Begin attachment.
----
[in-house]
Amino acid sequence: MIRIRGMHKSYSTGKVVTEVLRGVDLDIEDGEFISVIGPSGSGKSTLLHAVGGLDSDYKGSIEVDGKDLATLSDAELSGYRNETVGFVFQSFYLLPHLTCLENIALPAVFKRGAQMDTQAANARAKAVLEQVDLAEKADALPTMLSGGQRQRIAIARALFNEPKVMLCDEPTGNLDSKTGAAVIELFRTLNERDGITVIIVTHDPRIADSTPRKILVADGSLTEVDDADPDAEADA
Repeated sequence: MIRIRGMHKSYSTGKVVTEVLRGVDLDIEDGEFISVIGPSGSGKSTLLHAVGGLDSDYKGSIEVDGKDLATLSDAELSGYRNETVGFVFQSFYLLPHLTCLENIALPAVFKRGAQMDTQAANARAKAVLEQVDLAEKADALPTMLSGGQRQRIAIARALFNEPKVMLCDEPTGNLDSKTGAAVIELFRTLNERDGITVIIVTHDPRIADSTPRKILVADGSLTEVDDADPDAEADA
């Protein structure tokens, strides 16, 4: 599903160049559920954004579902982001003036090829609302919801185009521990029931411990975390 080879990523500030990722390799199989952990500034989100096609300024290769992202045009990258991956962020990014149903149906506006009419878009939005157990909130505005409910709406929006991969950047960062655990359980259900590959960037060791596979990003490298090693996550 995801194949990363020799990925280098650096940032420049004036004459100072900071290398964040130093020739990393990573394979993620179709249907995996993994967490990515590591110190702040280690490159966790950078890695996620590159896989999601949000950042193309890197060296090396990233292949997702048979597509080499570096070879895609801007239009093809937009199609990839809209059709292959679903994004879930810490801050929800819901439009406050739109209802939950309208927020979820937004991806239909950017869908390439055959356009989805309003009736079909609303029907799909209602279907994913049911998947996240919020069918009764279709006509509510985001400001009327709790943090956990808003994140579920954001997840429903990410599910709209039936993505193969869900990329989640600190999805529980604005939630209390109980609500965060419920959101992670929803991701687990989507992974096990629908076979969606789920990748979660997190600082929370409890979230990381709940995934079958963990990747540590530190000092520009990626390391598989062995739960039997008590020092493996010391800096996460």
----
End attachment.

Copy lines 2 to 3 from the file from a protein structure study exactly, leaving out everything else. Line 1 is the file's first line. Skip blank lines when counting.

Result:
Amino acid sequence: MIRIRGMHKSYSTGKVVTEVLRGVDLDIEDGEFISVIGPSGSGKSTLLHAVGGLDSDYKGSIEVDGKDLATLSDAELSGYRNETVGFVFQSFYLLPHLTCLENIALPAVFKRGAQMDTQAANARAKAVLEQVDLAEKADALPTMLSGGQRQRIAIARALFNEPKVMLCDEPTGNLDSKTGAAVIELFRTLNERDGITVIIVTHDPRIADSTPRKILVADGSLTEVDDADPDAEADA
Repeated sequence: MIRIRGMHKSYSTGKVVTEVLRGVDLDIEDGEFISVIGPSGSGKSTLLHAVGGLDSDYKGSIEVDGKDLATLSDAELSGYRNETVGFVFQSFYLLPHLTCLENIALPAVFKRGAQMDTQAANARAKAVLEQVDLAEKADALPTMLSGGQRQRIAIARALFNEPKVMLCDEPTGNLDSKTGAAVIELFRTLNERDGITVIIVTHDPRIADSTPRKILVADGSLTEVDDADPDAEADA